Treatment and Rehabilitation

Drug dependence is seen as a medical/social problem in Hong Kong and drug dependent abusers are treated in medical facilities. Abusers are informed of the facilities available and are encouraged to seek help. Major publicly funded programmes include a compulsory placement programme for convicted criminals who are also drug abusers, a voluntary outpatient methadone programme attended on a daily basis by about 8,000 abusers, and a voluntary inpatient treatment and rehabilitation programme. Treatment programmes are also provided by religious and voluntary organizations. About 14,000 persons are under some form of treatment or aftercare per day (Hong Kong 1991).


      Arrests, Convictions and types of Offences

In 1991, a reported 7,813 persons were arrested for drug-related offences (in 1990, 7,600). Major offences (trafficking, manufacturing or peddling) resulted in 3,969 arrests (a decrease of 16.9 per cent from 1990) while minor offences (related to simple possession or consumption) resulted in 3,844 arrests (an increase of 36.3 per cent from 1990). The involvement of young persons in major drug offences is reported to have increased by 9.6 per cent from 1990 to 1991 (Narcotics 1991).


In 1991, 28 kg of heroin no. 4, 64 kg of intermediate heroin mixture, 20 kg of heroin no. 3, 26 kg of heroin base, 53 kg of opium, 173 kg of cannabis, 7.5 kg of cocaine, 73 kg of methamphetamine, 0.5 kg and 17,663 tablets of methaqualone, 30,191 tablets of Valium and 5,343 tablets of Librium were reported seized. Additionally, 9 factories which were used to cut or dilute heroin were reported destroyed and two local distribution syndicates and 18 international drug trafficking syndicates were reported neutralized (Narcotics 1991).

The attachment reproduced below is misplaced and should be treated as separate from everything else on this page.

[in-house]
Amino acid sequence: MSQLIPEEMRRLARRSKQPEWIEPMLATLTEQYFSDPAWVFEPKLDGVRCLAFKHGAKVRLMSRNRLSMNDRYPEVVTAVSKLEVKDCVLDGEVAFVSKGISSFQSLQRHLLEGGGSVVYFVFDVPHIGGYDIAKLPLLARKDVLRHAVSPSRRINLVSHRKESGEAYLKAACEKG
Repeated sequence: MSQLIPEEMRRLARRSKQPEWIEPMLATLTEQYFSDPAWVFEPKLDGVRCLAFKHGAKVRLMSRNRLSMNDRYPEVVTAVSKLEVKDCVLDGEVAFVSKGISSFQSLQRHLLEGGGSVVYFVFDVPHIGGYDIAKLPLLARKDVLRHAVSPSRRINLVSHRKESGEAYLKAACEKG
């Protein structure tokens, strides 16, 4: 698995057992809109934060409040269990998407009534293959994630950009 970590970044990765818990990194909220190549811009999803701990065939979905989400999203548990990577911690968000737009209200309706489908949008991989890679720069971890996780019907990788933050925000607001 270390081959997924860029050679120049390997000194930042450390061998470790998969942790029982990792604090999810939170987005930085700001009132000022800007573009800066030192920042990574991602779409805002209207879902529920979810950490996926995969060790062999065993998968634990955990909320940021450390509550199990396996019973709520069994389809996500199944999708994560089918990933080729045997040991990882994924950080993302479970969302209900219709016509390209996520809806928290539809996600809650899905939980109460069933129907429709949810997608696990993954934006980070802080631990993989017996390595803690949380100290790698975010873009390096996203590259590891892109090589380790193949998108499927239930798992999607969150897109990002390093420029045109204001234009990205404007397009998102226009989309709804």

Supply Source of Drugs

Most of the opiates abused in Hong Kong are reported to come from the Golden Triangle area through China. Cannabis herbs are mainly smuggled in from Thailand and the Philippines and cannabis resin from Nepal and Pakistan. Drugs are smuggled to Hong Kong by sea (mainly cannabis herbs), by air (mainly heroin, but also cannabis herbs) and by land (heroin, methamphetamine and opium) (Narcotics 1991).

            Because of its geographical position and its importance as a major communication hub, Hong Kong continues to be a transit centre for illicit drugs. Significant increase of methamphetamine trafficking was reported through Hong Kong from China to Japan and the Philippines (Narcotics 1991).

                       References and Notes

** The Legal, Administrative and Other Action Taken to Implement the International Drug Control Treaties section was prepared by the Secretariat of the Commission on Narcotic Drugs based on Annual Reports Questionnaires for the years .... (not available by January 15th 1994).

U.N. 1989,1990. Replies to the UNDCP Annual Reports Questionnaires for the years 1989 and 1990.

Narcotics 1992. Central Registry of Drug Abuse, Narcotics Division, Government Secretariat, Twenty-Eighth Report (Jan 1982 - Jun 1991) & Thirty-First Report (1983-1992).

Hong Kong 1992. Country Report Hong Kong. Sub-Regional Seminar on the Social and Economic Implica­tions of HIV/AIDS, 22-26 September 1992, Kunming, China.

Hong Kong 1991. Prevention and Rehabilitation - Hong Kong Situation Report for the Meeting of Senior Officials on Drug Abuse Issues in Asia and the Pacific, 1991.

Narcotics 1991. The Hong Kong Action Committee Against Narcotics, Hong Kong Narcotics Report, 1991.